How to take preen oil from a bird
- Two evolutionary ecology BEACON grants got funded for the next year. I will be exploring the role of microbially-derived chemical signals, and parasites on population divergence in dark-eyed juncos.
- Recently arrived at the Mountain Lake Biological Station, in Pembroke, VA. I will be starting my experiments on dark-eyed junco chemical ecology, and collecting data for a project on pathogen-host interactions!
About Joel, his interests, and hobbies.
I was born and raised in Nova Scotia, Canada, specifically in a small coastal town called Musquodoboit Harbour. This small fishing community sparked my interests in biology at a young age. I became heavily invested in the aquarium hobby. There were fish tanks throughout my childhood home. My interest in fish behavior, diversity, and evolution inspired me to pursue an undergraduate degree in Marine Biology and Oceanography at Dalhousie University in Halifax, Nova Scotia. During my undergraduate program, I found behavioural ecology and evolution to be the most stimulating subjects. My cooperative program allowed me to perform taxonomically-diverse research (e.g. molluscs, aquatic plants, zooplankton, fish). However, it was not until I took a field-based ornithology course that I found a group of vertebrates that can be used as model organisms to answer questions about evolution and behavior. Since then, I have pursued research projects using birds to answer questions from parent-offspring communication to sexual selection. I completed my MSc from Saint Mary’s University in 2012. At SMU, I investigated how the coloration of throat feathers in European starlings was related to mate choice.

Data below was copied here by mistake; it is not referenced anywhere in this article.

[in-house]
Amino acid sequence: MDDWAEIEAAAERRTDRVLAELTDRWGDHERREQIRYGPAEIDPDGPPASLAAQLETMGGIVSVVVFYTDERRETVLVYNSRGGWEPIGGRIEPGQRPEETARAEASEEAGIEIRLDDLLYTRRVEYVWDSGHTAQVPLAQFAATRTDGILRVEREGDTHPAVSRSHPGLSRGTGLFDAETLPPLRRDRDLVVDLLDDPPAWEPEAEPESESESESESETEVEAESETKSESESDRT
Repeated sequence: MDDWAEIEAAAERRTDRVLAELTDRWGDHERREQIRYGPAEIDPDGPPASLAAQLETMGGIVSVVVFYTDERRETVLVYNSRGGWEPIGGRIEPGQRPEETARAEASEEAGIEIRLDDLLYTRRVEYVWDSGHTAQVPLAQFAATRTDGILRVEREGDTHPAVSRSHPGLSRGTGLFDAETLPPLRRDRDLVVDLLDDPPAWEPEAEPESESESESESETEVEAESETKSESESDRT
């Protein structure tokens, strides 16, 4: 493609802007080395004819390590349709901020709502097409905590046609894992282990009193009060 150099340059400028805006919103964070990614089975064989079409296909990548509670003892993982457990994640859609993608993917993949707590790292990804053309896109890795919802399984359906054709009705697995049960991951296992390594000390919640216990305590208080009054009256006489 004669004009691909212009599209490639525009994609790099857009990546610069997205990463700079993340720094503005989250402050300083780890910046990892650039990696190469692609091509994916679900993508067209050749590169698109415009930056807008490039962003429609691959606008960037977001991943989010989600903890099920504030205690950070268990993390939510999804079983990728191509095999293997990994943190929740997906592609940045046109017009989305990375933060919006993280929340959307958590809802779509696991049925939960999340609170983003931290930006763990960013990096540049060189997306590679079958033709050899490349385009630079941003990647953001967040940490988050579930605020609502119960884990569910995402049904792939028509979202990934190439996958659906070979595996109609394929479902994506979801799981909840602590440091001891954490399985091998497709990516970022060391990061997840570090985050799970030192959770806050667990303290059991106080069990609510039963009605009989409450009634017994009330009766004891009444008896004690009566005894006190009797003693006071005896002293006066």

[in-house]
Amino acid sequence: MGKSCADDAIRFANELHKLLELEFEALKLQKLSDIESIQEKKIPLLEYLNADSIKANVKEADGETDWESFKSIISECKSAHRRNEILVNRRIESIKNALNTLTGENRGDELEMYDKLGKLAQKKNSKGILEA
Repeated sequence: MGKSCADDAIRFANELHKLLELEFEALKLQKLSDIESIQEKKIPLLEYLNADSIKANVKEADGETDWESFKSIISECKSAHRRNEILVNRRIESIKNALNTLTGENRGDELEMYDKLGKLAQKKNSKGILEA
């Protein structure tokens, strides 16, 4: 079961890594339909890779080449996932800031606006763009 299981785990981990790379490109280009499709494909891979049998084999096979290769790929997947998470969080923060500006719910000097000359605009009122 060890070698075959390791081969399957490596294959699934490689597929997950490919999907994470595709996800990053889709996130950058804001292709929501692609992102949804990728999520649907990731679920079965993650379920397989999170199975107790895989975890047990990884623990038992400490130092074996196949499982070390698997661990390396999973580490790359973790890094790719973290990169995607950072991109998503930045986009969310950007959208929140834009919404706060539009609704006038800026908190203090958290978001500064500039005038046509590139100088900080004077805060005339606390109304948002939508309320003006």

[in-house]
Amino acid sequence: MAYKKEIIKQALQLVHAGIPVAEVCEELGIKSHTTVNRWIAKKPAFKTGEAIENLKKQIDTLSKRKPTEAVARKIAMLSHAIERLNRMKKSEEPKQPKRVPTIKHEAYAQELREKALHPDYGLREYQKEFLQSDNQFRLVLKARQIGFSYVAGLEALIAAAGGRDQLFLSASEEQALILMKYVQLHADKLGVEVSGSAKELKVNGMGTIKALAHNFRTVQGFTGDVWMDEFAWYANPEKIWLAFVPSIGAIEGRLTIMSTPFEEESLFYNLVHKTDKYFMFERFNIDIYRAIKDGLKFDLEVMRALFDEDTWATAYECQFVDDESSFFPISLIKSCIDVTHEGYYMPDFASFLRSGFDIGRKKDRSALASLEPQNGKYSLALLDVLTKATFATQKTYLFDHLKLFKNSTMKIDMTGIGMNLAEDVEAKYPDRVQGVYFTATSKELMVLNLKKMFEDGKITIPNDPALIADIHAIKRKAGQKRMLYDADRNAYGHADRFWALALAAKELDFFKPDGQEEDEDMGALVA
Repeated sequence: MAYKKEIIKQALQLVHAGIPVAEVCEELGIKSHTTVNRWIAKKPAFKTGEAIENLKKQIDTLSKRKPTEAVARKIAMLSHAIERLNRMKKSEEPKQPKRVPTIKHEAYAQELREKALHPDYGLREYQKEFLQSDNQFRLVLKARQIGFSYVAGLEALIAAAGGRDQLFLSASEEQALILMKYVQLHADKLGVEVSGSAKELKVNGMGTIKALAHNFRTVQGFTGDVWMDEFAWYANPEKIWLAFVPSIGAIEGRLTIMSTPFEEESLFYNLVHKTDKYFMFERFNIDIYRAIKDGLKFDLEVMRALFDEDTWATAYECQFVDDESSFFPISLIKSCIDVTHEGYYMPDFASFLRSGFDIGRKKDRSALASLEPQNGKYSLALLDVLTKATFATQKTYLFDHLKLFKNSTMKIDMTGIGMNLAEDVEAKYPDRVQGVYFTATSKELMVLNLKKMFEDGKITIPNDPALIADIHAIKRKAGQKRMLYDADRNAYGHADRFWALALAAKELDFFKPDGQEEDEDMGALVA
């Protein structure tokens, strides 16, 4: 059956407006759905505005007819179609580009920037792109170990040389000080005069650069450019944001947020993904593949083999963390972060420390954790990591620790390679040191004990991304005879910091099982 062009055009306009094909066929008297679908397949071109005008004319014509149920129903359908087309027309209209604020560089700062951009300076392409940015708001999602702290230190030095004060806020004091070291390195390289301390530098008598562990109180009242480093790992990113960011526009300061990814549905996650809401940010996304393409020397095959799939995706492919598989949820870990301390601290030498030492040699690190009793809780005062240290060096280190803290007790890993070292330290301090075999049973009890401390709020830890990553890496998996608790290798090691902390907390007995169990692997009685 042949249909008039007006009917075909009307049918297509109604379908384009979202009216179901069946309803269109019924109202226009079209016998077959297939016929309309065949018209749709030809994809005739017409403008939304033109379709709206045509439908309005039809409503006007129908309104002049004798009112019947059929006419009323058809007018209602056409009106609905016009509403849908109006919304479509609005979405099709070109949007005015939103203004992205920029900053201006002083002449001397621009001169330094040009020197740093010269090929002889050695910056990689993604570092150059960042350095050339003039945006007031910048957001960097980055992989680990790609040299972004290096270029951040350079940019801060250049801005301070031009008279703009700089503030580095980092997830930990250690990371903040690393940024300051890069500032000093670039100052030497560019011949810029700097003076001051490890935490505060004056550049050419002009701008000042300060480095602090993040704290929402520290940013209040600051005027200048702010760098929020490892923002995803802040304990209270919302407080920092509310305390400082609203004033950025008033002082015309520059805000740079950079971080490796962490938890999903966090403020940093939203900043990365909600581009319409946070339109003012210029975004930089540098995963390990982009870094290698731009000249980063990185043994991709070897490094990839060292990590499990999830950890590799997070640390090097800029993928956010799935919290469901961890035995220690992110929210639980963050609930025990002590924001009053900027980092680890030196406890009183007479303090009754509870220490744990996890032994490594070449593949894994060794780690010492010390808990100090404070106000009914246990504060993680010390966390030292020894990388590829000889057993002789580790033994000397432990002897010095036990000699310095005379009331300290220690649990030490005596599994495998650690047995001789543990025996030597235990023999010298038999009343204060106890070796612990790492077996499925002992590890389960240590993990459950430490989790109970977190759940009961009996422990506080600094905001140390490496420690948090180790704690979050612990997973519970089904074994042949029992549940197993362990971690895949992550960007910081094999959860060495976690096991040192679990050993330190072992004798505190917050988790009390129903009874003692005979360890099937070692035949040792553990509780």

After completing my MSc, I pursued a PhD at the University of Western Ontario (aka Western University) in evolutionary ecology of songbirds under the supervision of Dr. Beth MacDougall-Shackleton. My PhD research explored parasite-mediated selection on the major histocompatibility complex (MHC) in song sparrows, and how MHC may be signalled to potential mates, and how these birds use these cues to mate non-randomly at MHC. One of the most significant findings of my PhD research was finding preen oil may act as an olfactory (chemical) cue of MHC genotype in these birds (Slade et al. 2016, Proceedings B). This was the first study to discover a signal of MHC genotype in songbirds.
My research on chemical signalling in songbirds provided a jumping point to start an early postdoctoral research position the BEACON Center for the Study of Evolution in Action at Michigan State University in East Lansing, MI. At BEACON, I am researching chemical ecology, immunogenetics, behavior, and microbial symbionts in a model songbird that is known to use chemical communication, the dark-eyed junco.
Please view my Curriculum Vitae for a more detailed description of my interests and experience.
Interests (in brief)
-sexual selection (e.g., mate choice, ornamentation)